Earlier this week, Toronto-based smart light company Nanoleaf announced an expansion on its ‘Shapes’ smart light panels. The company added two new options to the Shapes line, the new Triangles and Mini Triangles lights.
I’ve had the opportunity to test out the new Triangles and Mini Triangles and, in short, Nanoleaf has outdone itself once again. The new Shapes Triangles are a refresh of the company’s original triangle-shaped Light Panels but with the new connector that makes them interoperable with other Shapes panels, such as the Hexagon lights launched earlier this year.
The Mini Triangles, on the other hand, are a smaller option that also are more affordable. Someone looking to get into Nanoleaf without dropping a ton of money will appreciate the new Mini Triangles, plus they work with other Shapes panels, which means you can expand on them later on if you want. Moreover, the unique size of the Minis makes them a great option to include on a desk or other space that might not have the room for a full set of Nanoleaf Shapes panels.
Since the new Mini Triangles and Triangles are so similar to the Shapes Hexagon, I won’t spend too much time on the panels themselves. Other than the triangular shape, you can expect nearly identical setup processes, wall mounting steps and more.
Like the Hexagons, both of the new triangle-shaped panels offer a snap-on mounting piece on the underside of the panel, connection ports on all sides (the Triangles actually have two on each side, which allows for some more unique connections), touch sensitivity and more.
If you’re looking for more details on these things specifically, check out my overview of the Hexagons, almost all of which should apply to the new panels.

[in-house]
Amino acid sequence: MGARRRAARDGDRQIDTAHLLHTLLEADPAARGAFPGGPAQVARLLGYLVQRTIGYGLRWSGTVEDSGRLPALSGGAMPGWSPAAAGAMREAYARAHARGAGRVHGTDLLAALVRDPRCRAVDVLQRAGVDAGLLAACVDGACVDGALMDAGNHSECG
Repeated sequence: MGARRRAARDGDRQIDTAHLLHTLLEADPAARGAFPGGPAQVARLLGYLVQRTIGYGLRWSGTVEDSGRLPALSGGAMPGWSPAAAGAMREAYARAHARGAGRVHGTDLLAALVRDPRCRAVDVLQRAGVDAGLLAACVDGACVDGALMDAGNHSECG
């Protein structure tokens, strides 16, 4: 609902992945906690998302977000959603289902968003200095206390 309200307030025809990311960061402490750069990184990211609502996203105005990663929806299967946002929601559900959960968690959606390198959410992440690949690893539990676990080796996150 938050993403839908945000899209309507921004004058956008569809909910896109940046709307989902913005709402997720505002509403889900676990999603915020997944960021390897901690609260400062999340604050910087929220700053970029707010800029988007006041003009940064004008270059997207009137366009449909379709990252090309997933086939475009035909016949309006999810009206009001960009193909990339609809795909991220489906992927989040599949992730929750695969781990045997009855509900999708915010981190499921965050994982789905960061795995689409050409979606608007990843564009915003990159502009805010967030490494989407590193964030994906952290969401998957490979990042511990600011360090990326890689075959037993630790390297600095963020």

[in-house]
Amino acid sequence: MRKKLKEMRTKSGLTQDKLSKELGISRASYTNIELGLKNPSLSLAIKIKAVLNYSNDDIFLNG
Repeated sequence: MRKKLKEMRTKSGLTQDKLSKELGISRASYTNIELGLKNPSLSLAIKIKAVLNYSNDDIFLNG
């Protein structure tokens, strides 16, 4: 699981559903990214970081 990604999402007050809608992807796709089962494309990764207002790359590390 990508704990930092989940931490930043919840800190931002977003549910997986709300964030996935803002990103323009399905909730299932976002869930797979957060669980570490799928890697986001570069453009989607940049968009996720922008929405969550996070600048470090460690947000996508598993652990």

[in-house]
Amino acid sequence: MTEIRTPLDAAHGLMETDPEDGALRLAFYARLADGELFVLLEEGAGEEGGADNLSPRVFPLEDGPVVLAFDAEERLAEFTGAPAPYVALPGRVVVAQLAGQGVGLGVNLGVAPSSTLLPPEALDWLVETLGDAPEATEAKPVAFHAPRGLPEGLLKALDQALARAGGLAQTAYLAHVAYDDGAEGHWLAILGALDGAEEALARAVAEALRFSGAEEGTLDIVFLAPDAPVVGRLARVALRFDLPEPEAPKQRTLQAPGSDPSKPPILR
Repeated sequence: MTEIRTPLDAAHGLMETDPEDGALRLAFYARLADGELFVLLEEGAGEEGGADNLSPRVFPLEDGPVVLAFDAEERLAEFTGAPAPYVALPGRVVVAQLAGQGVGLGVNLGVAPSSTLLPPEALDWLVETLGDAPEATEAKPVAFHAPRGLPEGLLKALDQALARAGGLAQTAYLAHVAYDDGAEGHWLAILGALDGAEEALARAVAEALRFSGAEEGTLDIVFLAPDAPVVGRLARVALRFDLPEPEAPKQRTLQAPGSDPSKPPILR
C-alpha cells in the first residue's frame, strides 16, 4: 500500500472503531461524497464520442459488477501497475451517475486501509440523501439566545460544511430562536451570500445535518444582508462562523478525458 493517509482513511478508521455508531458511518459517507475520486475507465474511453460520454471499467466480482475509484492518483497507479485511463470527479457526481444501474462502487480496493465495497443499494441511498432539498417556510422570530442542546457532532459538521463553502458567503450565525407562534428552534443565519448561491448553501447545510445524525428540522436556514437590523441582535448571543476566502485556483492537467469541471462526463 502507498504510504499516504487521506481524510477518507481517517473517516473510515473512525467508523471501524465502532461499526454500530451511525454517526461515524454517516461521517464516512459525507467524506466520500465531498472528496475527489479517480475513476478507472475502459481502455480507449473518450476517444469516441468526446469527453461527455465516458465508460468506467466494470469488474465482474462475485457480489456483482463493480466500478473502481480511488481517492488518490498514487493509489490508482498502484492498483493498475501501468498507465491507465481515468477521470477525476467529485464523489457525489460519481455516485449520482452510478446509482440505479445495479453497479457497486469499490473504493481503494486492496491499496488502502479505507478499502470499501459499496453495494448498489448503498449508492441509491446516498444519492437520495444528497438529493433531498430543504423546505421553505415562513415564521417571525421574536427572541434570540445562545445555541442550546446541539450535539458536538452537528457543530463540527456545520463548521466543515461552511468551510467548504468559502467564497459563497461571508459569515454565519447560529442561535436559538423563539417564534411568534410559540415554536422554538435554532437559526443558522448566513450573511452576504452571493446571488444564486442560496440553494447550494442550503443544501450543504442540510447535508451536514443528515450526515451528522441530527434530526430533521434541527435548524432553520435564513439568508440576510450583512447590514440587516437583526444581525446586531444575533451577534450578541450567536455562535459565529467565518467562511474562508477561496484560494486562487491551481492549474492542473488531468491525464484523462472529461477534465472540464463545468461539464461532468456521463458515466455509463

Working great together, except for a few hiccups
The setup process for both the Triangles and Mini Triangles should be familiar to anyone who’s tried other Nanoleaf panels. For those that haven’t, it’s a simple as using the Nanoleaf app and scanning a QR code on the instruction booklet that comes with the lights (there are other options as well, such as NFC, but I haven’t been able to get those to work reliably in my testing). One other thing worth noting here is that the panels themselves don’t connect to the app — instead, it’s the control bar with the touch buttons.
It’s important to keep that in mind since if you choose to mix and match panels, you’ll need to connect using the QR code of the connection bar you used, not the panel set. Each set of panels comes with its own bar, but you only need one bar per array of lights.
Those who already have Shapes panels will have an easier time if they just want to expand on their existing setup. This is the route I took since I currently have a limited space to use these smart light panels and since I’m in the process of moving, didn’t want to go through the steps of mounting the panels on a wall only to turn around and remove them in the coming weeks. Plus, I wanted to see for myself how well the new Triangles work with existing Hexagon panels.
The most significant issue I ran into when connecting Triangles, Mini Triangles and Hexagons was that I had to delete and then re-add my Hexagons in the Nanoleaf app. I suspect, however, that this may have been caused by switching to the beta app. When I tested the lights, I had to swap into the beta version of Nanoleaf’s app since the stable version wasn’t updated to work with the new Shapes. The update has since come out for the stable app, which might resolve these issues.